The island nation of Mauritius lies about 500 kilometers east of Madagascar in the Indian Ocean. It is best known for having been the home of the dodo, a flightless bird that was mercilessly picked off to extinction by Dutch sailors (and other invasive mammals like rats) who landed there in the late 16th century. Off its coast is the tiny island of Iles Aux Aigrettes. Since being designated a wildlife refuge in 1965, Iles aux Aigrettes has been the site of a sustained experiment carried out by the Mauritius Wildlife Foundation. Under the leadership of its scientific director Carl Jones, the MWF has been working to reestablish, as authentically as possible, the island’s pre-colonial ecology.
The dodo is gone forever, but the endangered pink pigeon, telfair skink, ornate day gecko and several other species have been carefully bred, a scrap of forest has been painstakingly restored, and non-indigenous animals (cats, for example) have been unceremoniously removed. The Mauritius tortoise is also extinct, so the Foundation imported a cousin species from Aldabra in the Seychelle Islands. These gentle giants, some over 200 years old, roam the trails as they will. They seem to think they have all the time in the world.
Though allowing a minimal human presence necessary to bring the island to self-sufficiency, the objective of the MWF’s initiative has been to recover a bit of lost ecology in which humans used to have, and some day will have again, no place. The small group of volunteers who maintain this fragile experiment live lightly on the island; they record behavior and reproduction of the fauna, while also taking care to stay out of their way.
In 2005, my daughter was one of these volunteers, assigned to monitor pink pigeons by sitting motionless with them in the treetops for hours each day. I had the privilege to spend some time there with her and the team, by day tiptoeing behind the giant tortoise Shorty as he lumbered along the paths, and at night watching from my cot the weird shadows of moonlit geckos as they skittered across the walls. While I was there, one of the women ferried a delicate tortoise egg from a hatchery on the mainland, tucked in her bra to keep it warm, then carefully placed it among others on a nest of soft clothing in a dresser drawer. The next day one of the eggs hatched, and I reckoned that this tiny creature might, with some luck and the aid of our humility, outlive our great-great grandchildren on this very island, long after the last human has left.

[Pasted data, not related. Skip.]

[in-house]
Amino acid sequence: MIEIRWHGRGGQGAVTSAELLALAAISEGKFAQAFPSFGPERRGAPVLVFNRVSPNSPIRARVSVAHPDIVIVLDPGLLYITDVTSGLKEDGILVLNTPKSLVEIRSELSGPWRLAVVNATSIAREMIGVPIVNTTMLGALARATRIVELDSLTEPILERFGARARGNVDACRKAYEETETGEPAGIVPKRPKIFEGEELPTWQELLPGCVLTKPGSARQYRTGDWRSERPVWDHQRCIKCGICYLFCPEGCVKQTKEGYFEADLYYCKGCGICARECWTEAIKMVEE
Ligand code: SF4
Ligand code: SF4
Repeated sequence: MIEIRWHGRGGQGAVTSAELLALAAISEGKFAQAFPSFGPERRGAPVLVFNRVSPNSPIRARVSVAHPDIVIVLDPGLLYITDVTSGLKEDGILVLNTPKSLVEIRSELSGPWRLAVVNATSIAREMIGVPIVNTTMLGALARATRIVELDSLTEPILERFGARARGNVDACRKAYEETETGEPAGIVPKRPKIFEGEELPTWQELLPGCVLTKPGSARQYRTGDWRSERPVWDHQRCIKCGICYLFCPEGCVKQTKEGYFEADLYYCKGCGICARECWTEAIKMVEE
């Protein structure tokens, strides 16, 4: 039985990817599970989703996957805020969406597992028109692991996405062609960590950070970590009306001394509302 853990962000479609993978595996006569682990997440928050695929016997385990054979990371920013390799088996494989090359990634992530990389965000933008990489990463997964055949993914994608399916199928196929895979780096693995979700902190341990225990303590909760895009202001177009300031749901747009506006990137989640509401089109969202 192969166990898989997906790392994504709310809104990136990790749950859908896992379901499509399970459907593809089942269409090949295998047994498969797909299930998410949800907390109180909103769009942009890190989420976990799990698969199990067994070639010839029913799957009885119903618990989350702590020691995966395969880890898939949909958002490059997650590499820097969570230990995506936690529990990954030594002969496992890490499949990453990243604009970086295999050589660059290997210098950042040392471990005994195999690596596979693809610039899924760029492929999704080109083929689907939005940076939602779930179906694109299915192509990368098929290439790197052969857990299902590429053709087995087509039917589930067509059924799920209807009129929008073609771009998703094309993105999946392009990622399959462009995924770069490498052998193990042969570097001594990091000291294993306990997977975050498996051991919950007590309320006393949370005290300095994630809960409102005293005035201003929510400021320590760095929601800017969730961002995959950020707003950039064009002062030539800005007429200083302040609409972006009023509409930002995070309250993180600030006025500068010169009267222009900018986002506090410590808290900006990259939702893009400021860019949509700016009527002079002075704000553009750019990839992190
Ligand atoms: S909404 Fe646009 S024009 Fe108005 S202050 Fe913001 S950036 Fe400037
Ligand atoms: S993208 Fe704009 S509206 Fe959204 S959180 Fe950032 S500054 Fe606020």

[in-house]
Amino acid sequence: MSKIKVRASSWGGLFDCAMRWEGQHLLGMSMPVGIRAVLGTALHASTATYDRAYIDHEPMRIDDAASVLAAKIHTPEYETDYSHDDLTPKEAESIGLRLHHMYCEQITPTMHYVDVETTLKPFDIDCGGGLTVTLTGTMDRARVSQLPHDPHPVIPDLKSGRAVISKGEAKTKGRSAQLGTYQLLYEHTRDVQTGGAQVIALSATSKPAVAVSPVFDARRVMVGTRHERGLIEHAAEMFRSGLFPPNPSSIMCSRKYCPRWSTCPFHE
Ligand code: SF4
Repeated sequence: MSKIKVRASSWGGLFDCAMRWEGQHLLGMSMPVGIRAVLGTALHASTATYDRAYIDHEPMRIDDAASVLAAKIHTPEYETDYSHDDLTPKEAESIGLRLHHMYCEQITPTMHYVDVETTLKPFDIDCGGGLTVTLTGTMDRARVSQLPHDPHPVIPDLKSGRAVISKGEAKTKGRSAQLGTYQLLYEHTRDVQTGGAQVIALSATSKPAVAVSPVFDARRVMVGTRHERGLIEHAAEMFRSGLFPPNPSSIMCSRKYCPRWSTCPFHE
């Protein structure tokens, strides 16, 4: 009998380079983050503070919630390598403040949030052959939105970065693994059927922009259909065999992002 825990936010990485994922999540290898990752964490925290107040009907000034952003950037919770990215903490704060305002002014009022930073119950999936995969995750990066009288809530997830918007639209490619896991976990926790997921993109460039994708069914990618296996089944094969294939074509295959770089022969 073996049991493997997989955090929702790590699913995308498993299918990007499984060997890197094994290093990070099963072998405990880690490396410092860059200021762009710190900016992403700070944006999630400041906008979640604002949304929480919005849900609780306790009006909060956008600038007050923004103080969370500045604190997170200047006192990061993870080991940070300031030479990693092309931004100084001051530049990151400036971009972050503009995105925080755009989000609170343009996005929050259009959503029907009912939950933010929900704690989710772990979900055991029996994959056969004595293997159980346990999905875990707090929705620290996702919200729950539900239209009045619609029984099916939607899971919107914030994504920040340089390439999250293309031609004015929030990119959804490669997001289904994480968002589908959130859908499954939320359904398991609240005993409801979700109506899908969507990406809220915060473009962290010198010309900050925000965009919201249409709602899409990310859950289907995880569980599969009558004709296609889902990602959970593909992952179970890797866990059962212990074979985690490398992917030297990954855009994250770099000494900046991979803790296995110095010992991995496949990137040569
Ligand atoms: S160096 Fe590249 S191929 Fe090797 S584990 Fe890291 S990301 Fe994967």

The dedicated work of the MWF seemed like tangible progress, and over the past 15 years, I’ve referred to Ile Aux Aigrettes as “the last island,” a hopeful pocket on Earth that might eventually be completely free of human interference. But on July 25, 2020, some thoughtless crew members on the Japanese-owned ship MV Wakashio steered their vessel much too close to shore in search of a stronger phone signal, running aground on a coral reef. Within just a few days, a thousand tons of oil had gushed out into the Indian Ocean. The conservation director at the MWF reported: “We are starting to see dead fish. We are starting to see animals like crabs covered in oil, we are starting to see seabirds covered in oil, including some which could not be rescued.” Already, the viscous black crude had washed up on the beaches of Ile Aux Aigrettes.
What is remarkable is not that Ile Aux Aigrettes is contaminated once again. Rather, it is remarkable that our hapless blunderings through the oceans took this long to reach its shores. The trash accumulating in our largest ocean, referred to as the Great Pacific Garbage Patch, is now three times the size of Texas. Manipulated by circular currents called gyres, plastics and other materials both collect into snarly masses and decompose into tiny pieces, endangering sea creatures by catching them up in tangles of nets and by entering their systems when mistaken for food. Like the raw petroleum from which it is made, these products, so ubiquitous in our daily human lives, have now become ubiquitous in the lives of nearly all living things. The billions of bits bob along on the gulf streams from one continent to another, from ocean to ocean at the rate of eight millions tons each year.
Landmasses that go by the name island will no doubt remain evident, scattered amidst our expansive oceans. Powerful currents will continue to swirl around them even as melting icecaps slowly eat away at their edges, and plastic detritus piles up on their shores. But the idea of island, as a world unto and within itself, implies that there still might exist innocent and isolated systems, of the kind that Ile Aux Aigrettes might have been. This is no longer possible.